Ahead of COP28, DDL has contributed three papers to provide recommendations for how the United Nations Framework Convention on Climate Change (UNFCCC) should proceed to implement its  Recognition and Accountability Framework, which was announced in June 2023 at the start of the annual Bonn Climate Conference in Germany.

Whereas UN climate transparency and accountability discussions historically focus on UN member states, the increasing number of net-zero and climate commitments by subnational governments, financial institutions, and companies necessitates similar discussions to ensure the transparency and credibility of these commitments. Responding to this need, the Recognition and Accountability Framework was created by the UNFCCC to recognize climate commitments made by non-state actors and to ensure greater transparency and credibility of those commitments. 

In response to the UNFCCC’s Recognition and Accountability Framework, and partnership with close collaborators, DDL submitted three papers with recommendations to improve the focus and implementation of the framework of RAF. Although all three of the papers were written in conjunction with different partnering organizations and have different recommendations, they were all written with the intent of ensuring the Framework improves transparency utilizing data and holds non-state actors to account.

See the key context and takeaways from the submissions:


DDL: Input to the UNFCCC Non-Party Recognition and Accountability Framework (RAF)

Key recommendations:

  1. Clarify and explore data governance models: Explore models of open and decentralized data governance to ensure accountability. Clarity around existing data governance rules is also needed.
  2. Embrace emerging technologies: Generative AI, large language models, and other innovations should be leveraged to expedite our understanding of best practices.
  3. Enhance existing coordination: Address communication gaps and align the goals of emerging regulatory disclosure frameworks and voluntary standard setters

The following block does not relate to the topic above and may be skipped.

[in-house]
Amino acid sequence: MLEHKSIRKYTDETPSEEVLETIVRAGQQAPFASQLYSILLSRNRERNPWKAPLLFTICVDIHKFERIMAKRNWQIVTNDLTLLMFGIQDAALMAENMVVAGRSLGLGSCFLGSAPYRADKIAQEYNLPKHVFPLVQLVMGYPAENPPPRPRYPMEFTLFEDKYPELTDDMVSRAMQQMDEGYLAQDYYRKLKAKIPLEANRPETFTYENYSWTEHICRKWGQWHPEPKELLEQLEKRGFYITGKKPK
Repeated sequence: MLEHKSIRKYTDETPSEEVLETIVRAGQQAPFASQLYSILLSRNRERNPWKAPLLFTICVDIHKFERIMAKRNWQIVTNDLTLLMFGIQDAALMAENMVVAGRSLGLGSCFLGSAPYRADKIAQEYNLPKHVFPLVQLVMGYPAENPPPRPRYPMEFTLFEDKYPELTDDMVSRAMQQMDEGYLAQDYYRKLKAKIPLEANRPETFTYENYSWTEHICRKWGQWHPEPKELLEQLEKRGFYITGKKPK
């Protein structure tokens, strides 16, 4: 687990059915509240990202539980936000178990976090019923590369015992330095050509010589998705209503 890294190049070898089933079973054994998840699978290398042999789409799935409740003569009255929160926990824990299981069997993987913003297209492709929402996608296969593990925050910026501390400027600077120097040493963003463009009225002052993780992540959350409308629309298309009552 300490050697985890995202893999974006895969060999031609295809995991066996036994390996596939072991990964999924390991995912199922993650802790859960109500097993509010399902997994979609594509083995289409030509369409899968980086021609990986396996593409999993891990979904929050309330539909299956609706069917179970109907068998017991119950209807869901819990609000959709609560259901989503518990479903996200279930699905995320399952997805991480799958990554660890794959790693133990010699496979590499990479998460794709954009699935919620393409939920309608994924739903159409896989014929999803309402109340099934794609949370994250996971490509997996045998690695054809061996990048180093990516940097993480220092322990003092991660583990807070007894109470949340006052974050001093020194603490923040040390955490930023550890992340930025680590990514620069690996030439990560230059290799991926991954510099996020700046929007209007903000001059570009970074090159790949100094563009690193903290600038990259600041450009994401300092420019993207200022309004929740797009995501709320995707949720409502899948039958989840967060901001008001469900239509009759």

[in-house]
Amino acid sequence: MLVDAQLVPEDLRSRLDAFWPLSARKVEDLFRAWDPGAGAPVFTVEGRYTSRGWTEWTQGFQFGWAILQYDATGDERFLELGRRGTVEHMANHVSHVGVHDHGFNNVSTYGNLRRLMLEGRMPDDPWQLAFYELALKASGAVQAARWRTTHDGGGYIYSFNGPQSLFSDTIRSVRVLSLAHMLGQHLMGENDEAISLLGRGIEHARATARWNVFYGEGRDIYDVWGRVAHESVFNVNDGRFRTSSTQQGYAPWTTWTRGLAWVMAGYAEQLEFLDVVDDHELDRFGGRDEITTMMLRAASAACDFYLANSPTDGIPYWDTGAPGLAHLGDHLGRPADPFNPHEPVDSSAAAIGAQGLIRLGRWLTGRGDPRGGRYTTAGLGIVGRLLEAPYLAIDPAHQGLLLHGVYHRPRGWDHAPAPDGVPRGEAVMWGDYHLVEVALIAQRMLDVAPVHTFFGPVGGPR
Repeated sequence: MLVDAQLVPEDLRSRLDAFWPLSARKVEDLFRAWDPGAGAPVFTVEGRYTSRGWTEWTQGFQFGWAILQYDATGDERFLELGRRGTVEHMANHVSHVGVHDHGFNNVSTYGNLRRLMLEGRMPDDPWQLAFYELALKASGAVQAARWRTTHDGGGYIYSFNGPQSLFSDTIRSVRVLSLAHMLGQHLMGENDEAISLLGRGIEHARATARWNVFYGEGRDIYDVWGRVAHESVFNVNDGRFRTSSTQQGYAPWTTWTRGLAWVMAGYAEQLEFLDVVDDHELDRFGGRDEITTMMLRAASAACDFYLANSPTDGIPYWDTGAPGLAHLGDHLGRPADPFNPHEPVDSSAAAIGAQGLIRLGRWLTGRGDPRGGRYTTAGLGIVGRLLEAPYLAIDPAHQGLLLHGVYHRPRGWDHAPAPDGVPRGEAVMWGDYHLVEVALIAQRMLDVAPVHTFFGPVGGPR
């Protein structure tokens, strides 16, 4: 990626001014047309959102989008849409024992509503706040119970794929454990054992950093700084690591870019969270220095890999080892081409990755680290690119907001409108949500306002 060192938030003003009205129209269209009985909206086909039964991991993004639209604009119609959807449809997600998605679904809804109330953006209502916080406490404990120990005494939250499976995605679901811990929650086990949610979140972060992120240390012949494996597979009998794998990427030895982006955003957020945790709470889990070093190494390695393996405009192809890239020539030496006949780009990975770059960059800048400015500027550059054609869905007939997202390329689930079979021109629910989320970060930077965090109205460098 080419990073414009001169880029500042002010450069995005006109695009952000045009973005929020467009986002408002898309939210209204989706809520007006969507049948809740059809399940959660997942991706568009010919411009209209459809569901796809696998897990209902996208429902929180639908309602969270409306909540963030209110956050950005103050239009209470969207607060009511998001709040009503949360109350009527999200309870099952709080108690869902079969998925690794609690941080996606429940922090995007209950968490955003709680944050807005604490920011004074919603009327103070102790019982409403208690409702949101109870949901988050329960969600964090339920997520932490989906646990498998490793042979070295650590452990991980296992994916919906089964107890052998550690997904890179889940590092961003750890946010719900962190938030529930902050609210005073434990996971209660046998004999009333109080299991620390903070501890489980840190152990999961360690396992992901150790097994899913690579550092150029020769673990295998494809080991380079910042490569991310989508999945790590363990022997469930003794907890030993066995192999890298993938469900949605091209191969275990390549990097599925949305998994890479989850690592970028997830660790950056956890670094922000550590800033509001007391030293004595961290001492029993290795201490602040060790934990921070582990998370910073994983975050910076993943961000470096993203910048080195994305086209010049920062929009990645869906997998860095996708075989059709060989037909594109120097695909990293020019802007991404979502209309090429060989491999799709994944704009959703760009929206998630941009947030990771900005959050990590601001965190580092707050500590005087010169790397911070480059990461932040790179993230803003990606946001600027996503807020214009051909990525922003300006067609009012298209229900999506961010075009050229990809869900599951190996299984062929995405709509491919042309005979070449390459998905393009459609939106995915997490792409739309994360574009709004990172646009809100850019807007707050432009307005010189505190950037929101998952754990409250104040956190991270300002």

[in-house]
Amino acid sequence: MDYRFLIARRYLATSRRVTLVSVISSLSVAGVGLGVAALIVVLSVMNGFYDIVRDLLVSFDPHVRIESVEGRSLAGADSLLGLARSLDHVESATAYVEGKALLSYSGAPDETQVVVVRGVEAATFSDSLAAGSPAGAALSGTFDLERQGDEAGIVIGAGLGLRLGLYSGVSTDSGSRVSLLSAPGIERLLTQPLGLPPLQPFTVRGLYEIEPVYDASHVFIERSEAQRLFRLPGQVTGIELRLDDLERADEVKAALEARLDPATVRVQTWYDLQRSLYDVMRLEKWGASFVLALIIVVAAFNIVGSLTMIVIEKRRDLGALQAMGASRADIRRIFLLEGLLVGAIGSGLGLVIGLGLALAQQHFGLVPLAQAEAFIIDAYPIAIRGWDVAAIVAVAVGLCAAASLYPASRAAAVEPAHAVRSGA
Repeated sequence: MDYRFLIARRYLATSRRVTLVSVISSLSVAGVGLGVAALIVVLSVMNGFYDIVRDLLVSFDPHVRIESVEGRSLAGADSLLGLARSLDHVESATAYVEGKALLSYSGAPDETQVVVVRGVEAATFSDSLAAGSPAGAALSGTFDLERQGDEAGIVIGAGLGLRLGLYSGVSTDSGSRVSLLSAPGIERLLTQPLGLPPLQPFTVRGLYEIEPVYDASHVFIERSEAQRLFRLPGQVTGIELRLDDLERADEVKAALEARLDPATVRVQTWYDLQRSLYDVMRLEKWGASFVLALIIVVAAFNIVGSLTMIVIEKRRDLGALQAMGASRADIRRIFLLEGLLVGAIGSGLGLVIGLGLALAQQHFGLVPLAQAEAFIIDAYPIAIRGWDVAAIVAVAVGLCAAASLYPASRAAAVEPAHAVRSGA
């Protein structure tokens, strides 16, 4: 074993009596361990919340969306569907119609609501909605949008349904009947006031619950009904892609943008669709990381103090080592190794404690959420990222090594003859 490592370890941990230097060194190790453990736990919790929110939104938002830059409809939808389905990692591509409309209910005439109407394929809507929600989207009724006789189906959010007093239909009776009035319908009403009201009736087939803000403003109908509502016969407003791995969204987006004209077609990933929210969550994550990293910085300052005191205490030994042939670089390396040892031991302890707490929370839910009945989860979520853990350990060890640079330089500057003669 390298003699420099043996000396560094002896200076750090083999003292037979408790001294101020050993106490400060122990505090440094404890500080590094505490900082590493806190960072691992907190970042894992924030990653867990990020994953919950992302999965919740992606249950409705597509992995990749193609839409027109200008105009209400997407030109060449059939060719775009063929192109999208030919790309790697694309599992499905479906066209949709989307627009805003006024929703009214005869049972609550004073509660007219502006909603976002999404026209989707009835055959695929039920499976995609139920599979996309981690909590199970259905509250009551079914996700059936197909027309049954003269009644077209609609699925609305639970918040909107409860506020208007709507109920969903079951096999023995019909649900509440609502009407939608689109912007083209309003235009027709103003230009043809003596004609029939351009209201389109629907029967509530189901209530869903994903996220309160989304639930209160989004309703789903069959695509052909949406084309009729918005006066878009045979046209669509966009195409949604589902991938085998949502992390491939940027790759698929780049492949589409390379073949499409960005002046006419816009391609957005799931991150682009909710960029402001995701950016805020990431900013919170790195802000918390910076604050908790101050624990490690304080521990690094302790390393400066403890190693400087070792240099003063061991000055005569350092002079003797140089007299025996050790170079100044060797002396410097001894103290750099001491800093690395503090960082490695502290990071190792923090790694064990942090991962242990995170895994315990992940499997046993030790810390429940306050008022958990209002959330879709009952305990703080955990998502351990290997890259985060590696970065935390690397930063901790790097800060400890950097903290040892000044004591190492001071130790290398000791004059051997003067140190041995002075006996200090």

4. Develop a unified data model: Drawing on existing standards and frameworks, clearly communicate global requirements and expectations for net-zero and climate plans. 
  5. Promote interoperability: Metadata should also be standardized to ensure interoperability for further analysis.

Collaborators:  This submission draws from a larger report DDL prepared, drawing from interviews with more than two dozen individuals from various organizations in the non-state actor data and accountability landscape.


Net Zero Tracker: Draft Implementation Plan with respect to Net-Zero Pledges of non-State actors and ‘Integrity Matters’

This submission focuses on the need to ensure that transparency and accuracy are at the core of the Recognition and Accountability Framework.

Key Recommendations:

  1. Enhance the Global Climate Action Portal (GCAP): Enhance the quality and quantity of data in the portal and ensure interoperability with other platforms. The portal should also be updated to improve the user interface and embed modern tools like machine learning, artificial intelligence, and augmented intelligence.
  2. Provide clarity about the Recognition and Accountability Framework: Clarify what the Framework will and will not do and how it interfaces with other UNFCCC initiatives.
  3. Ensure strong governance: Regularly assess data validators and verifiers, enable third-party error reporting, work with established net-zero criteria, and provide technical assistance with non-state actors’ net-zero plans and reporting.

Collaborators: DDL, Net Zero Tracker, Oxford Net Zero, NewClimate Institute, Energy & Climate Intelligence Unit (ECIU)


CAD2.0 Community: Public Response to UNFCCC Recognition & Accountability Framework

This submission focuses on the need to leverage digital technology to ensure non-state climate actor data, tracking, and transparency.

Key recommendations: 

  1. Develop a common database: Encourage a digital data commons to provide a more efficient, secure platform with granular and interoperable data.
  2. Evolve the framework with science: Align the framework with evolving science-based norms and standards.
  3. Ensure longevity: Leverage sustainable finance and capacity building to ensure the longevity and success of the framework.
  4. Leverage existing systems: Build on existing work and partnerships to enhance NSA data reporting, standardization, accounting, and aggregation.

Collaborators: DDL, Open Earth Foundation, CAMDA workgroup

Illustrates the scope of the Recognition and Accountability Framework by mapping stakeholder, information, and data flows.